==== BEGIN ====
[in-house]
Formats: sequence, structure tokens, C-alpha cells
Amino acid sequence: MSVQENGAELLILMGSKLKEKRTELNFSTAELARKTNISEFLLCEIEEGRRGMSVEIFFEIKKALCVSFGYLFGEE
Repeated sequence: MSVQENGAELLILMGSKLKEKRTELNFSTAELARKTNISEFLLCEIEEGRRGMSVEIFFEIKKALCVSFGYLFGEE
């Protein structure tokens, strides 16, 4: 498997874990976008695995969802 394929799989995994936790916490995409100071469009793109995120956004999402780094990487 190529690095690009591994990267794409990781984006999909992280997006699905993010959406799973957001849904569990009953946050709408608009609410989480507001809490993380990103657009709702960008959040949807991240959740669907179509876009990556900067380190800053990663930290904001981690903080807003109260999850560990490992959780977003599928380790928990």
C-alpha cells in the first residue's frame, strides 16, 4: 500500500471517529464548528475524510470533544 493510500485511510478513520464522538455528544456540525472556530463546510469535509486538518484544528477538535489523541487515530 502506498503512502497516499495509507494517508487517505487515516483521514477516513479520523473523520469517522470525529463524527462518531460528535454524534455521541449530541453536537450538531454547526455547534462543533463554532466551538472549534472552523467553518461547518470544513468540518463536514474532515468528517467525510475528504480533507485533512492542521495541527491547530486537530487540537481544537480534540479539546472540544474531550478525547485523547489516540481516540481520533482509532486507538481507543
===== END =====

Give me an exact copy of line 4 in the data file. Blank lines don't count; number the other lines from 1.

Repeated sequence: MSVQENGAELLILMGSKLKEKRTELNFSTAELARKTNISEFLLCEIEEGRRGMSVEIFFEIKKALCVSFGYLFGEE